Zip up your padded silk jumpsuit and strike up the sequined dance squad for The Running Man, the 1987 film that's celebrating its 30th birthday today.
As one of the oft-forgotten Stephen King adaptations, The Running Man has aged well in today's media-obsessed, extreme sports world and is now regarded as a celebrated cult classic far ahead of its time, showcasing a corporate-run game show streaming live to a bloodthirsty Internet audience via a ruthless and sadistic host. King wrote the prophetic 1982 novella of the same title, published under the horror master's pen name, Richard Bachman.
Starring Arnold Schwarzenegger, Yaphet Kotto, Jesse 'The Body' Ventura, Richard Dawson, Maria Conchita Alonso, and perhaps the greatest football player to ever roam the gridiron, Jim Brown, The Running Man was directed by Starsky of Starsky and Hutch fame, Paul Michael Glaser — after Andrew Davis (Under Seige) was abruptly fired one week into filming.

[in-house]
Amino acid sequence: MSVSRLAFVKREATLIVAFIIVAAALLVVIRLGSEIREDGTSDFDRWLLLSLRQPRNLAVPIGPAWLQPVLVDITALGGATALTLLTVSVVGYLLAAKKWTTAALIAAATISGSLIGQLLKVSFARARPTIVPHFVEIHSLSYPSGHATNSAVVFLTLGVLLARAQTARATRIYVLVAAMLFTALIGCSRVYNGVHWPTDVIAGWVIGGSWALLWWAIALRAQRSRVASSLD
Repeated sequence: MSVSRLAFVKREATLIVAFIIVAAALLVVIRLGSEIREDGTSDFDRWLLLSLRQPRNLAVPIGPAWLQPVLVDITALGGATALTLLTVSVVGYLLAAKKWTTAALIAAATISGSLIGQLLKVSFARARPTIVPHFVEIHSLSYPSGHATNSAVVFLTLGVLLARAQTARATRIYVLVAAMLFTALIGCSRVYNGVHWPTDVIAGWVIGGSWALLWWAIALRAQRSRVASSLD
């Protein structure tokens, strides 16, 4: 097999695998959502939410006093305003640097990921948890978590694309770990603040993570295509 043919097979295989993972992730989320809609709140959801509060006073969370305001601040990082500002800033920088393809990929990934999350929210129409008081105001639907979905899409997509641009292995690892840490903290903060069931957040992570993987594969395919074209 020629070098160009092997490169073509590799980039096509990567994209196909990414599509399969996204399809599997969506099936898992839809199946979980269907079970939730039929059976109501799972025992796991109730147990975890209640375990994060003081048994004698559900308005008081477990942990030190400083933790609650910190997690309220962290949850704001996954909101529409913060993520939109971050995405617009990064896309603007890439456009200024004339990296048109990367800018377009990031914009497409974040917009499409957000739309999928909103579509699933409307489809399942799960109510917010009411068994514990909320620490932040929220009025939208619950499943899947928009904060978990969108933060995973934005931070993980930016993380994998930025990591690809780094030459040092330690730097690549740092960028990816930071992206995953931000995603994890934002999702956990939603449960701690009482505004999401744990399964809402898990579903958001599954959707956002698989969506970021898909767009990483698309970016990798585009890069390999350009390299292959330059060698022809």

Assisting Glaser in his first feature film was Emmy Award-winning cinematographer Thomas Del Ruth, the sharp-eyed shooter of such classics as The Breakfast Club and Stand By Me and the main visual stylist behind The West Wing and the pilot episode of The X-Files. Now retired, Del Ruth is a seven-time American Society of Cinematographers nominee who was mentored by the great Conrad Hall (Butch Cassidy and the Sundance Kid, Road To Perdition) and Jordan Cronenweth (Blade Runner, Altered States).